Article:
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Belarus says ready to host Russia's strategic nuclear weapons

File photo shows Russian servicemen lining up by the Yars intercontinental ballistic missile systems of the Russian Strategic Rocket Forces based in Teikovo, Ivanovo Region, in western Russia.

Belarus announces its readiness to host Russia's strategic nuclear weapons, saying such a move would show the two nations' readiness to defend their "sovereignty and independence." 

"I and [Russian President Vladimir] Putin can decide and deploy strategic nuclear weapons here, if need be," Belarusian President Alexander Lukashenko told the country's lawmakers on Friday.

"We will stop at nothing to protect our nations, our states, our people," the Belarusian leader said.

The move would increase both Russia and Belarus' deterrence capability in the face of the United States and its allies, he added.

Lukashenko hoped that such deployment would "sober up all the hawks across the pond for a long time," referring to American officials.

On Sunday, Putin said Russia was set to deploy its tactical nuclear weapons in Belarus, expanding the country's scope of strategic influence, and increasing its deterrence power in face of the United States-led military alliance of NATO's exceeding military support for Ukraine.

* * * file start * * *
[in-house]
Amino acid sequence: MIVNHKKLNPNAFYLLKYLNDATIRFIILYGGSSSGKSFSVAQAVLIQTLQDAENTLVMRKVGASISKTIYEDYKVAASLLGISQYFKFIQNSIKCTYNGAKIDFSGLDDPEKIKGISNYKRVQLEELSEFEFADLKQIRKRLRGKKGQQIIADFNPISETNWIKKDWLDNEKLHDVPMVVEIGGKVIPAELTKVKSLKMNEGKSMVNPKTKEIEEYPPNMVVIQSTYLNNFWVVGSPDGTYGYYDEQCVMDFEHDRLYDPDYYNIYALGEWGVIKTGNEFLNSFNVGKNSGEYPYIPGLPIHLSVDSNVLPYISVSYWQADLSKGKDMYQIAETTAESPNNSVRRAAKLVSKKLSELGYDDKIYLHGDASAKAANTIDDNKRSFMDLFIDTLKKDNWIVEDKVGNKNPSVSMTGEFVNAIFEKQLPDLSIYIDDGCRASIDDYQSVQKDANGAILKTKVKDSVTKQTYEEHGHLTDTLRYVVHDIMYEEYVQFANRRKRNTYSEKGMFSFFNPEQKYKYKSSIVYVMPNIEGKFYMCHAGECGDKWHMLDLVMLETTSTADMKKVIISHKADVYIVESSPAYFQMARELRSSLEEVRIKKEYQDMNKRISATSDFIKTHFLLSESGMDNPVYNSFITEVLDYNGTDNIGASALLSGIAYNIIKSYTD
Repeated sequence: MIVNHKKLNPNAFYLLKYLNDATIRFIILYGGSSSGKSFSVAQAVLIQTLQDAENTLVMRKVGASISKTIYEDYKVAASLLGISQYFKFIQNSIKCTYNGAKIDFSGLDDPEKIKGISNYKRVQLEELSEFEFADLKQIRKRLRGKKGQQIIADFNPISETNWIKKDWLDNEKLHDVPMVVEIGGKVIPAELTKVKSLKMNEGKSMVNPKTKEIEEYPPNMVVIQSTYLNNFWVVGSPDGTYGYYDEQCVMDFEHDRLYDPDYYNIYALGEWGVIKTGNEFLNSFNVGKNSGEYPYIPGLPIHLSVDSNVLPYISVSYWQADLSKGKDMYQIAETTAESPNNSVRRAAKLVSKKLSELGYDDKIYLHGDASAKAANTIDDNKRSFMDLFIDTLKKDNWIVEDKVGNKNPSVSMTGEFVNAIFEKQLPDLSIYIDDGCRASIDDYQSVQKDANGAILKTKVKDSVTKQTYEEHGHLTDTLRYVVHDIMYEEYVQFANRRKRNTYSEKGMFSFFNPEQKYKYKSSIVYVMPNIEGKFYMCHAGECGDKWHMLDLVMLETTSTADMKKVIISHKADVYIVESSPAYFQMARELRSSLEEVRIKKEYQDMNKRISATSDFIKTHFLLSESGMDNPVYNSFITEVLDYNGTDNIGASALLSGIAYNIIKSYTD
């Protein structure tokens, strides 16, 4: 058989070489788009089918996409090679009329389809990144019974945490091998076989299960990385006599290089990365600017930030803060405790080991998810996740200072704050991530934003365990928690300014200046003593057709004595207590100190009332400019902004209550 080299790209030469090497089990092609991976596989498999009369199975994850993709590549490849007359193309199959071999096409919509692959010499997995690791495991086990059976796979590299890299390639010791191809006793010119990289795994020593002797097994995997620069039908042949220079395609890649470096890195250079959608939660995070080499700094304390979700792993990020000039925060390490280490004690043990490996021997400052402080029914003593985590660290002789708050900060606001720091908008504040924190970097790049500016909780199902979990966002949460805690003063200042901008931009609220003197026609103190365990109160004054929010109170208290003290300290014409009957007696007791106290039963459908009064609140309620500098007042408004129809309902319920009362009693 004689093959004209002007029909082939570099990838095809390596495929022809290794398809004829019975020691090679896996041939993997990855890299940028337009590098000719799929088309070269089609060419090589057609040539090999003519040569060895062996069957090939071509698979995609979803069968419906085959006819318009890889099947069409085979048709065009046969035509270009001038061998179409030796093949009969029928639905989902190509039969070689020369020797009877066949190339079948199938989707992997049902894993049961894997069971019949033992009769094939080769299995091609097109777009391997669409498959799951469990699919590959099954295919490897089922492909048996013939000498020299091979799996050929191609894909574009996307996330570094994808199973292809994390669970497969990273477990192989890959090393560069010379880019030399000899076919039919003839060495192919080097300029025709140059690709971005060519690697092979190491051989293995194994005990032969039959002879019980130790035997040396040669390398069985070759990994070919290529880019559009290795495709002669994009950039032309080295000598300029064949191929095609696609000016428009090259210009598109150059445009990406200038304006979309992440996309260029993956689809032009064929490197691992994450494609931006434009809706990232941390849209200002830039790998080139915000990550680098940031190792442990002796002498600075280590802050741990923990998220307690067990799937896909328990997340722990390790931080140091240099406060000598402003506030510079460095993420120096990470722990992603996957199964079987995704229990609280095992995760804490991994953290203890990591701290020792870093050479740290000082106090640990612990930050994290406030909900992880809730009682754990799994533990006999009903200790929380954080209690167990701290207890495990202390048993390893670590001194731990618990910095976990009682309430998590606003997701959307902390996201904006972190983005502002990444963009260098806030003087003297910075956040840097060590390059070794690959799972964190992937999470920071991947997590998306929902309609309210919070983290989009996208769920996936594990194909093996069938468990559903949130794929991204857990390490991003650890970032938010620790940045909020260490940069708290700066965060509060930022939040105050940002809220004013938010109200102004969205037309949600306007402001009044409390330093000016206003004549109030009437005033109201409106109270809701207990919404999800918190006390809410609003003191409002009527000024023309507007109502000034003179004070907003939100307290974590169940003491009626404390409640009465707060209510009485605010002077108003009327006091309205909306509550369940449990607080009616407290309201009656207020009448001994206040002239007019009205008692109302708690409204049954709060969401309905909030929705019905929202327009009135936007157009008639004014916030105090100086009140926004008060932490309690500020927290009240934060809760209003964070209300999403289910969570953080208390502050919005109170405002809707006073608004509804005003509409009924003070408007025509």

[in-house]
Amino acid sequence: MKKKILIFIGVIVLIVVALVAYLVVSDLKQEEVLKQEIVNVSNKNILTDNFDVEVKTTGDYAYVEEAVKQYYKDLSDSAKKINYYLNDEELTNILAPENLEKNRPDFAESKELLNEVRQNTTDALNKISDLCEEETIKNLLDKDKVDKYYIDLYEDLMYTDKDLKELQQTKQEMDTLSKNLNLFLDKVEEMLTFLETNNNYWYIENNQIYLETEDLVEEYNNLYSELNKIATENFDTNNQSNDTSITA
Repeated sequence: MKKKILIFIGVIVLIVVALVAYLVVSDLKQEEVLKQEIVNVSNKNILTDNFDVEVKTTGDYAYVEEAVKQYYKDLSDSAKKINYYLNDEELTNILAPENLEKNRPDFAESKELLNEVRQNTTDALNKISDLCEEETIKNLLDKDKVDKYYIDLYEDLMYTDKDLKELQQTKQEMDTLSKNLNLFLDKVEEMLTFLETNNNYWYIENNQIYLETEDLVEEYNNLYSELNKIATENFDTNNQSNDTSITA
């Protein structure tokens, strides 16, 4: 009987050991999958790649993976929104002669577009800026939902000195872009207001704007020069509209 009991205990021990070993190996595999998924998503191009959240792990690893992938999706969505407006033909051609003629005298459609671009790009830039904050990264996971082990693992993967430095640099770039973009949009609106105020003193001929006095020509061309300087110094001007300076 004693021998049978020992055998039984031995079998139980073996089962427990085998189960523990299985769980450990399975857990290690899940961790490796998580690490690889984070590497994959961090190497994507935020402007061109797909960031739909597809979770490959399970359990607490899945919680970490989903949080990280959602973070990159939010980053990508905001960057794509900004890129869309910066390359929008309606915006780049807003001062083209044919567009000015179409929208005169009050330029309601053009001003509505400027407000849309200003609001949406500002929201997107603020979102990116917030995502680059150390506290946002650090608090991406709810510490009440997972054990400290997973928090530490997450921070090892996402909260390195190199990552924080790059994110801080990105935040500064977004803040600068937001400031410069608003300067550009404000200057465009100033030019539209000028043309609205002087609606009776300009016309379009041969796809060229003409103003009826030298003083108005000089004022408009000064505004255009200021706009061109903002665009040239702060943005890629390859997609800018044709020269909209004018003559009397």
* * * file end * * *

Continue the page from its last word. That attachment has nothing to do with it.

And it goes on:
The Russian head of state, who was speaking to the state broadcaster Russia 1, announced a new agreement with its neighboring ally, saying that Russia would build a special storage facility for its tactical weapons in Belarus, the construction of which would end by the beginning of July.

Putin also said that the upcoming deployment would not breach the non-proliferation agreements, noting that the US had had its nuclear weapons stationed in Europe for decades. "There is nothing unusual here, either..., the United States has been doing this for decades. They have long deployed their tactical nuclear weapons on the territory of their allied countries," Putin said.

Lukashenko also said he had already ordered the Belarusian military to restore the facilities used to store the Topol intercontinental ballistic missiles and served as their potential launch sites during the Soviet era, in an apparent move to prepare his country to host the Russian nukes.

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